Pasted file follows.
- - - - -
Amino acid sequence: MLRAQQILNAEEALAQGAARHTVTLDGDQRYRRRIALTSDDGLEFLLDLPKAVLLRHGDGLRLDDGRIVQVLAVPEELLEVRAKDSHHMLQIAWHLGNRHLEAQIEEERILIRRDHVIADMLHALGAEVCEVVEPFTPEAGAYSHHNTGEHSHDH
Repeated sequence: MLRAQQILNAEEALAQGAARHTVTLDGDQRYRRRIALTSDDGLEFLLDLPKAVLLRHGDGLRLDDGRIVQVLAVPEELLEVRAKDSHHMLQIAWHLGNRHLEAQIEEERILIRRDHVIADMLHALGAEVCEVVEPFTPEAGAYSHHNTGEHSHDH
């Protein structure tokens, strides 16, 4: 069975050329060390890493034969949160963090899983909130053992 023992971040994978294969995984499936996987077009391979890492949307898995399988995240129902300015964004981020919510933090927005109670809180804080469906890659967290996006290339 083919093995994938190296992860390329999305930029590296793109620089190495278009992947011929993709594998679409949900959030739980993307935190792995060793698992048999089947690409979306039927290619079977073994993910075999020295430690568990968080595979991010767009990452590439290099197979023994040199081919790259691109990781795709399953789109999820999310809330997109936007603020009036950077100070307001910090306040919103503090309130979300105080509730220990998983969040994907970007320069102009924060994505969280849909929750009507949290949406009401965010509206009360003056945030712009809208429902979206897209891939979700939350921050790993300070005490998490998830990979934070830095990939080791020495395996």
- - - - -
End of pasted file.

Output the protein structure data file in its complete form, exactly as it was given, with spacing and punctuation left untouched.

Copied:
Amino acid sequence: MLRAQQILNAEEALAQGAARHTVTLDGDQRYRRRIALTSDDGLEFLLDLPKAVLLRHGDGLRLDDGRIVQVLAVPEELLEVRAKDSHHMLQIAWHLGNRHLEAQIEEERILIRRDHVIADMLHALGAEVCEVVEPFTPEAGAYSHHNTGEHSHDH
Repeated sequence: MLRAQQILNAEEALAQGAARHTVTLDGDQRYRRRIALTSDDGLEFLLDLPKAVLLRHGDGLRLDDGRIVQVLAVPEELLEVRAKDSHHMLQIAWHLGNRHLEAQIEEERILIRRDHVIADMLHALGAEVCEVVEPFTPEAGAYSHHNTGEHSHDH
């Protein structure tokens, strides 16, 4: 069975050329060390890493034969949160963090899983909130053992 023992971040994978294969995984499936996987077009391979890492949307898995399988995240129902300015964004981020919510933090927005109670809180804080469906890659967290996006290339 083919093995994938190296992860390329999305930029590296793109620089190495278009992947011929993709594998679409949900959030739980993307935190792995060793698992048999089947690409979306039927290619079977073994993910075999020295430690568990968080595979991010767009990452590439290099197979023994040199081919790259691109990781795709399953789109999820999310809330997109936007603020009036950077100070307001910090306040919103503090309130979300105080509730220990998983969040994907970007320069102009924060994505969280849909929750009507949290949406009401965010509206009360003056945030712009809208429902979206897209891939979700939350921050790993300070005490998490998830990979934070830095990939080791020495395996």